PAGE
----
- Money. It's funny, it always seemed as though there was enough money in the budget, it was just that no one seemed to know where it was all going. I was heavily involved in the music and drama programs, and being friends with several of the history teachers I got to hear about their budget woes too. I'm about 90 percent sure that misuse of money was the problem with everyone's budget issues, but to prove it the people misusing the money would have to have been organized enough to show how they were using it.
- Interest. How interested in getting an education are students today? Not very. There were three general classifications of students at my high school: the people who wanted to be there and worked hard, taking Honors and AP courses and participating in extracurricular activities (I was in this category); the people who were there grudgingy, accpeting that if they wanted to go anywhere in life they would absolutely need a high school diploma; and the people who just didn't give a damn and either dropped out or failed to graduate. The biggest problem was that the school started finding exceptions to get that last group through graduation, so that even the people who hadn't done the work, hadn't shown up to class, and had in fact not cared in the slightest about their educations were graduating, too. Perhaps if they were really being helped and were finally putting in some effort, this would have been okay, but as it was, it just turned our diplomas into farces.
Of the people in my class...
- Around 20 to 30 did not graduate/dropped out.
- Of those who did graduate, 88% went on to college.
- None were accepted to an Ivy League school, a first for my high school in about ten years.
- Around 40% were going to college for liberal arts degrees.
- Around 35% were going to college for mathematics/hard sciences degrees, including one student who was accepted to MIT.
- Around 20% were going to college for the social sciences.
- And the rest, about 5% or so, were going for vocational training.
- A shocking 92% of college-bound seniors, when asked what the purpose of college was, responded with some combination of, "Getting drunk," "getting laid," or "getting high."
- Of those, when told that the survey was entirely serious, only 24% amended their answer to include education.
Makes you think, doesn't it? I personally applied to six colleges and was accepted at three. The three that rejected me were the more top-tier schools of the bunch (Bates College and Colby College in Maine and Kenyon College in Ohio, which was my first choice).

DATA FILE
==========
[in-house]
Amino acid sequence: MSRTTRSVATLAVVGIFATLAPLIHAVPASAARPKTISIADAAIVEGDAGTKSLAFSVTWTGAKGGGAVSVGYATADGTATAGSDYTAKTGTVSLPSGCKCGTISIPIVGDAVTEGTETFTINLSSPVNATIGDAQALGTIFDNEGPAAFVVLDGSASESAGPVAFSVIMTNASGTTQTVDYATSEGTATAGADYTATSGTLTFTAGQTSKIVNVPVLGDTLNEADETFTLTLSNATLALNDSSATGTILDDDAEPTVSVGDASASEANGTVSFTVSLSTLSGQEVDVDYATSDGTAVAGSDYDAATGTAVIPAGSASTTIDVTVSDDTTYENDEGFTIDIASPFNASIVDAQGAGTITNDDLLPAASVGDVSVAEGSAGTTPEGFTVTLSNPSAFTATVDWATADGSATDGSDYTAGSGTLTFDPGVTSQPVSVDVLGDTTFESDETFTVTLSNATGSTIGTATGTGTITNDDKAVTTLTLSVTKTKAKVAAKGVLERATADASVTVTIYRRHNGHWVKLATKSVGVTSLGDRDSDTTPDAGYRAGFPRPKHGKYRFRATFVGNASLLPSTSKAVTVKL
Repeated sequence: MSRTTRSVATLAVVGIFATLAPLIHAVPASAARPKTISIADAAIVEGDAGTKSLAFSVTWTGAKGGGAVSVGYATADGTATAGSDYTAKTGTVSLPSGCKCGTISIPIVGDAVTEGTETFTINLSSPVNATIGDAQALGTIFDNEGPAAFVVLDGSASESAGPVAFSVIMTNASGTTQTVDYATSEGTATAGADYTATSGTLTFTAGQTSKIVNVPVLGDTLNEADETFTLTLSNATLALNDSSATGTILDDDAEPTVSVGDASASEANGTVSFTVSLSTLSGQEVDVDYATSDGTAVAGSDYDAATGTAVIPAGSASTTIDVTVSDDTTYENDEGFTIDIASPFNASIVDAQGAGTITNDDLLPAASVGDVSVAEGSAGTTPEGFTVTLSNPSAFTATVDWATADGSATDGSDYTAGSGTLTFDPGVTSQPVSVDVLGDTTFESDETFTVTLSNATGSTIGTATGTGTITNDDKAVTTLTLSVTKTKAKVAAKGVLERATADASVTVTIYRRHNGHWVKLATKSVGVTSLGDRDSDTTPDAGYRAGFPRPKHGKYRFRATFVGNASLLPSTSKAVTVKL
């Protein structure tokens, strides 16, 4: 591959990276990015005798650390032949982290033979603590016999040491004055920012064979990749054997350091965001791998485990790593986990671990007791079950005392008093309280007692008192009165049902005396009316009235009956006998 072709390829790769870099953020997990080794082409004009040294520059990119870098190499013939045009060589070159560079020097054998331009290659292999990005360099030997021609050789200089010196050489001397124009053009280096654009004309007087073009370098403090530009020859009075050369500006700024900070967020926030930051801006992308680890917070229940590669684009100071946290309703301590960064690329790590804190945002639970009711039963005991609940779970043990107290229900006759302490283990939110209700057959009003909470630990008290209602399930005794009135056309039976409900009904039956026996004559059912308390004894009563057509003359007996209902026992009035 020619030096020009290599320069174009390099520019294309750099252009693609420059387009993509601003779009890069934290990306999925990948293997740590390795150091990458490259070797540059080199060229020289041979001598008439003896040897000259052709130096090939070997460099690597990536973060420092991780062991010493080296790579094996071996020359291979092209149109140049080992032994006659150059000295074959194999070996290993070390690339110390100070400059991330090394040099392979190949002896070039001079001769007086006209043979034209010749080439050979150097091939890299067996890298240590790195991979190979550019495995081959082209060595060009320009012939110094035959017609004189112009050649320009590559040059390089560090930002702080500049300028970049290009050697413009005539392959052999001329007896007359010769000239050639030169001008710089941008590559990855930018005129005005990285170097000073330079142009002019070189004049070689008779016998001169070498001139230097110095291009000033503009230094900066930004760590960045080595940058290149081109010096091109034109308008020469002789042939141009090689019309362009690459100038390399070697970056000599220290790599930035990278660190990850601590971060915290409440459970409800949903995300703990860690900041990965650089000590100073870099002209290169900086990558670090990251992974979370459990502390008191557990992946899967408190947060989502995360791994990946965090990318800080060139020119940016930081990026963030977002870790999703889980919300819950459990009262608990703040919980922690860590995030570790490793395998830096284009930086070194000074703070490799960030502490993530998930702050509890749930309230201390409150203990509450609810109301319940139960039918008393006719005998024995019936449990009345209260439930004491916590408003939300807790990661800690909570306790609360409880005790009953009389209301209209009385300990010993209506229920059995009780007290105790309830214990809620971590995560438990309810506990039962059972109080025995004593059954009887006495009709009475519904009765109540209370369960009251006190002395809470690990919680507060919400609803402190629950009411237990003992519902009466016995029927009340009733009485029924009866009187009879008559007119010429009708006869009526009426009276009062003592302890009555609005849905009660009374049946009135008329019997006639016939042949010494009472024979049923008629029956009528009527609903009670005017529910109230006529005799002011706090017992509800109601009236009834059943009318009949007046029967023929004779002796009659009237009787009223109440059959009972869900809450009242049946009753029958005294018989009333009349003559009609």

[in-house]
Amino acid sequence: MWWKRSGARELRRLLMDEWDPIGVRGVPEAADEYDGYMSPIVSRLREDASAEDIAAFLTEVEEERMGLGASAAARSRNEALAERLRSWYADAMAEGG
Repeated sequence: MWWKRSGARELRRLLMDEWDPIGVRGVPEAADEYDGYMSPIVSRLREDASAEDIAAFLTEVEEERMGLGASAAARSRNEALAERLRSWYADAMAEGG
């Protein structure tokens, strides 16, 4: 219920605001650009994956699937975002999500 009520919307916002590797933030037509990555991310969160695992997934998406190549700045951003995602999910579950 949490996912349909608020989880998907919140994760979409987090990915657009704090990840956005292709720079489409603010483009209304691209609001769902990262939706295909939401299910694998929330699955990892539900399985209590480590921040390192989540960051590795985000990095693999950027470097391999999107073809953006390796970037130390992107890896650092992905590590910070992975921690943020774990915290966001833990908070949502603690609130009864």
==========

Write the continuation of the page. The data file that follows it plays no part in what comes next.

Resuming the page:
Between my strong test scores and relatively high GPA, why wasn't I accepted? Today, colleges are looking for students with strong numbers across the board, but who are definitely interested in one focus area (although they are, preferably, good in all areas). For instance, a student who states that she always wanted to be a microbiologist and has already pursued that in high school will stand a better chance of going to Harvard than a student who has been in the science club as well as the field hockey team, the drama club, and the student government, but has no idea what she wants to do with the rest of her life.
The old stand-by, that colleges are looking for students who are "well-rounded," isn't as true as it was five years ago. Our guidance office wasn't exactly up on this fact. They had me touting my wide range activities, which, to be honest, wasn't all that wide, when I could have been talking about lifelong dream of becoming a writer and all the various things I did that were leading me towards that goal. As a result, I got those three "no's," and my life is very, very different from how it would have been had they been the opposite.
Is this the fault of my guidance counselor? Certainly not entirely. I'm still the one who submitted the applications and resumes, etc. I just followed her advice. Still, finding out several months later that this advice was highly flawed made me question whether I should have trusted the school to help me better my life at all, when all they seem concerned with is maintaining their own status quo.